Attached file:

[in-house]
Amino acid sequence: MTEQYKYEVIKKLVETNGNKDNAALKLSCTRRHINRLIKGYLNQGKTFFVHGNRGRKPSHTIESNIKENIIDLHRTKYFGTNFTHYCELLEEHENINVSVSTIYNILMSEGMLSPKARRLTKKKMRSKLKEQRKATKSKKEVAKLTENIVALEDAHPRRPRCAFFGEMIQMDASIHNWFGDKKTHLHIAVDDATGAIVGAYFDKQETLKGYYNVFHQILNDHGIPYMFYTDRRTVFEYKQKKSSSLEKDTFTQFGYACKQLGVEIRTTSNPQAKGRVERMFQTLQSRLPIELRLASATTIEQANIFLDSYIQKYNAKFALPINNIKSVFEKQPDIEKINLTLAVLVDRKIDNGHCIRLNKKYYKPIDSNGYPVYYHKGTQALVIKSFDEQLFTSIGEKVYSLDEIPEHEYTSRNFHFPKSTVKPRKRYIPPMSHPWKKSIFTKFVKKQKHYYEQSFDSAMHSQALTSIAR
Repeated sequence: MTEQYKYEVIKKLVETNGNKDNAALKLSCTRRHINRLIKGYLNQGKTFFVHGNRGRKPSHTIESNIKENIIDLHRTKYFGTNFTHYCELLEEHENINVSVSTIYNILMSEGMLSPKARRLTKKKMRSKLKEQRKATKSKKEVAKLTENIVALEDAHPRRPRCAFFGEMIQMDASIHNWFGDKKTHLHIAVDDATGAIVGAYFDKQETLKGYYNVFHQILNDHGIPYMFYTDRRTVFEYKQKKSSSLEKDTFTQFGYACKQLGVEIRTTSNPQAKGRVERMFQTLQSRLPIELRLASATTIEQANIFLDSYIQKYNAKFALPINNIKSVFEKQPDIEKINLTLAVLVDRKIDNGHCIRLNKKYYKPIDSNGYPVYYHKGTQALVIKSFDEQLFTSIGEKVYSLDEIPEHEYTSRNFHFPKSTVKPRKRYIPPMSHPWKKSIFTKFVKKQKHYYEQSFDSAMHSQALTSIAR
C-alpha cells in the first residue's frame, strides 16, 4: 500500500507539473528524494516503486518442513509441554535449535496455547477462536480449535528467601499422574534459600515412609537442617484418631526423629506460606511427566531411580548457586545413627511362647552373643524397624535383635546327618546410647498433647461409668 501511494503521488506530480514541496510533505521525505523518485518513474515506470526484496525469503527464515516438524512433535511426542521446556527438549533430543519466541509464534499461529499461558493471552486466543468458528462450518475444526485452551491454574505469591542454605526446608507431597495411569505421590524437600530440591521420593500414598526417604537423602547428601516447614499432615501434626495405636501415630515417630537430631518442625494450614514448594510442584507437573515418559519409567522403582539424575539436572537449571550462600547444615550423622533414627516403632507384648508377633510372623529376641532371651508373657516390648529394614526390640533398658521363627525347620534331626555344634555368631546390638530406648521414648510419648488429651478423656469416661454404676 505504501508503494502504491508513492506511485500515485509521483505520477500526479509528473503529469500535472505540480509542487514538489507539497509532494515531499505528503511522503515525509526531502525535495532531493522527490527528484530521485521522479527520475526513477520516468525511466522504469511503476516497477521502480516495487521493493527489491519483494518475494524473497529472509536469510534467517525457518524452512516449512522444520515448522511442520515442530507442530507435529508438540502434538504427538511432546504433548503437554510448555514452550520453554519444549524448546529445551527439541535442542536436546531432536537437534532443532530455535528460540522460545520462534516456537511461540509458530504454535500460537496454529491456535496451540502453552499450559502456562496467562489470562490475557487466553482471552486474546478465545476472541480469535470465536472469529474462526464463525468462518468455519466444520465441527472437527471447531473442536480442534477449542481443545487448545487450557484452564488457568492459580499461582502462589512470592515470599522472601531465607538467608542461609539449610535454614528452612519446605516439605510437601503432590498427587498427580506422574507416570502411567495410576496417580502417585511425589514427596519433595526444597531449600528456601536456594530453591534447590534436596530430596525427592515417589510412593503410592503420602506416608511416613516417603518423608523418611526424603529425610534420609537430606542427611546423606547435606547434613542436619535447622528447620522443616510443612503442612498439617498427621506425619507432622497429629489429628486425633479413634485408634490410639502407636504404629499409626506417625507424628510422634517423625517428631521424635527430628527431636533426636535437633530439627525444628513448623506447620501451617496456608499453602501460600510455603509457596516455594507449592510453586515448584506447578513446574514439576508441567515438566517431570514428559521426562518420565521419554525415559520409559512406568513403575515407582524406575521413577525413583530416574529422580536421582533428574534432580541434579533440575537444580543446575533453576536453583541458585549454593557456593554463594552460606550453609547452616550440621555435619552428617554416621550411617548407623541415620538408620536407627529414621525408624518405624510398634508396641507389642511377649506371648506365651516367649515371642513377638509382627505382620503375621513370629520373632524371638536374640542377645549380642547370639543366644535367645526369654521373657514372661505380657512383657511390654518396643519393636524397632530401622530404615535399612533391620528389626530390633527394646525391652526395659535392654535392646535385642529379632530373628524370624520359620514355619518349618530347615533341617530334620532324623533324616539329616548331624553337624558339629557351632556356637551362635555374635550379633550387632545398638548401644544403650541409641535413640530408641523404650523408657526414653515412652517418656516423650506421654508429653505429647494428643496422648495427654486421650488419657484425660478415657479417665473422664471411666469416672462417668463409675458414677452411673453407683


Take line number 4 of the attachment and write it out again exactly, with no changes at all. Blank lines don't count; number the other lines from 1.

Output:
C-alpha cells in the first residue's frame, strides 16, 4: 500500500507539473528524494516503486518442513509441554535449535496455547477462536480449535528467601499422574534459600515412609537442617484418631526423629506460606511427566531411580548457586545413627511362647552373643524397624535383635546327618546410647498433647461409668 501511494503521488506530480514541496510533505521525505523518485518513474515506470526484496525469503527464515516438524512433535511426542521446556527438549533430543519466541509464534499461529499461558493471552486466543468458528462450518475444526485452551491454574505469591542454605526446608507431597495411569505421590524437600530440591521420593500414598526417604537423602547428601516447614499432615501434626495405636501415630515417630537430631518442625494450614514448594510442584507437573515418559519409567522403582539424575539436572537449571550462600547444615550423622533414627516403632507384648508377633510372623529376641532371651508373657516390648529394614526390640533398658521363627525347620534331626555344634555368631546390638530406648521414648510419648488429651478423656469416661454404676 505504501508503494502504491508513492506511485500515485509521483505520477500526479509528473503529469500535472505540480509542487514538489507539497509532494515531499505528503511522503515525509526531502525535495532531493522527490527528484530521485521522479527520475526513477520516468525511466522504469511503476516497477521502480516495487521493493527489491519483494518475494524473497529472509536469510534467517525457518524452512516449512522444520515448522511442520515442530507442530507435529508438540502434538504427538511432546504433548503437554510448555514452550520453554519444549524448546529445551527439541535442542536436546531432536537437534532443532530455535528460540522460545520462534516456537511461540509458530504454535500460537496454529491456535496451540502453552499450559502456562496467562489470562490475557487466553482471552486474546478465545476472541480469535470465536472469529474462526464463525468462518468455519466444520465441527472437527471447531473442536480442534477449542481443545487448545487450557484452564488457568492459580499461582502462589512470592515470599522472601531465607538467608542461609539449610535454614528452612519446605516439605510437601503432590498427587498427580506422574507416570502411567495410576496417580502417585511425589514427596519433595526444597531449600528456601536456594530453591534447590534436596530430596525427592515417589510412593503410592503420602506416608511416613516417603518423608523418611526424603529425610534420609537430606542427611546423606547435606547434613542436619535447622528447620522443616510443612503442612498439617498427621506425619507432622497429629489429628486425633479413634485408634490410639502407636504404629499409626506417625507424628510422634517423625517428631521424635527430628527431636533426636535437633530439627525444628513448623506447620501451617496456608499453602501460600510455603509457596516455594507449592510453586515448584506447578513446574514439576508441567515438566517431570514428559521426562518420565521419554525415559520409559512406568513403575515407582524406575521413577525413583530416574529422580536421582533428574534432580541434579533440575537444580543446575533453576536453583541458585549454593557456593554463594552460606550453609547452616550440621555435619552428617554416621550411617548407623541415620538408620536407627529414621525408624518405624510398634508396641507389642511377649506371648506365651516367649515371642513377638509382627505382620503375621513370629520373632524371638536374640542377645549380642547370639543366644535367645526369654521373657514372661505380657512383657511390654518396643519393636524397632530401622530404615535399612533391620528389626530390633527394646525391652526395659535392654535392646535385642529379632530373628524370624520359620514355619518349618530347615533341617530334620532324623533324616539329616548331624553337624558339629557351632556356637551362635555374635550379633550387632545398638548401644544403650541409641535413640530408641523404650523408657526414653515412652517418656516423650506421654508429653505429647494428643496422648495427654486421650488419657484425660478415657479417665473422664471411666469416672462417668463409675458414677452411673453407683